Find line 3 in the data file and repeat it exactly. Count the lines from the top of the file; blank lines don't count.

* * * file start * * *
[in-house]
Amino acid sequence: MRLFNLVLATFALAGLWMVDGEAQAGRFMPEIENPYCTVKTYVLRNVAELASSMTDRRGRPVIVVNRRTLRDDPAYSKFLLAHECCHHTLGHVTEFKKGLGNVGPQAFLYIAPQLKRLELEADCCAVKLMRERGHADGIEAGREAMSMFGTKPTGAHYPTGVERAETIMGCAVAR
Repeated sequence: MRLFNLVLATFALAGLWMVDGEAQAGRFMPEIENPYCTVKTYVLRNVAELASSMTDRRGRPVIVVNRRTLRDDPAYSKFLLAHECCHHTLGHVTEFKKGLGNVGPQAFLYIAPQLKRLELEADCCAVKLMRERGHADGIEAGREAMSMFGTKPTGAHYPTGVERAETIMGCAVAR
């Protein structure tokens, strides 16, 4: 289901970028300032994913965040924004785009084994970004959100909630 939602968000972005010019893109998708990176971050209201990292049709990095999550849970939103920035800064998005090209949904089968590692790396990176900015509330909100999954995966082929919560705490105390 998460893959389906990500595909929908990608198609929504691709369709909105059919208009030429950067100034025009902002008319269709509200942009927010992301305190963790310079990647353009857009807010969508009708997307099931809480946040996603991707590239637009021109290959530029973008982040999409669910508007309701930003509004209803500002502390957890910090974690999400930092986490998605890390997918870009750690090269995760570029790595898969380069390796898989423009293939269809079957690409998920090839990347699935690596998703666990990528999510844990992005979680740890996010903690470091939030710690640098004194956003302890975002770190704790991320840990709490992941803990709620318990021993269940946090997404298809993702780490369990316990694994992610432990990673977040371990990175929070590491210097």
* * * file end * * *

Repeated sequence: MRLFNLVLATFALAGLWMVDGEAQAGRFMPEIENPYCTVKTYVLRNVAELASSMTDRRGRPVIVVNRRTLRDDPAYSKFLLAHECCHHTLGHVTEFKKGLGNVGPQAFLYIAPQLKRLELEADCCAVKLMRERGHADGIEAGREAMSMFGTKPTGAHYPTGVERAETIMGCAVAR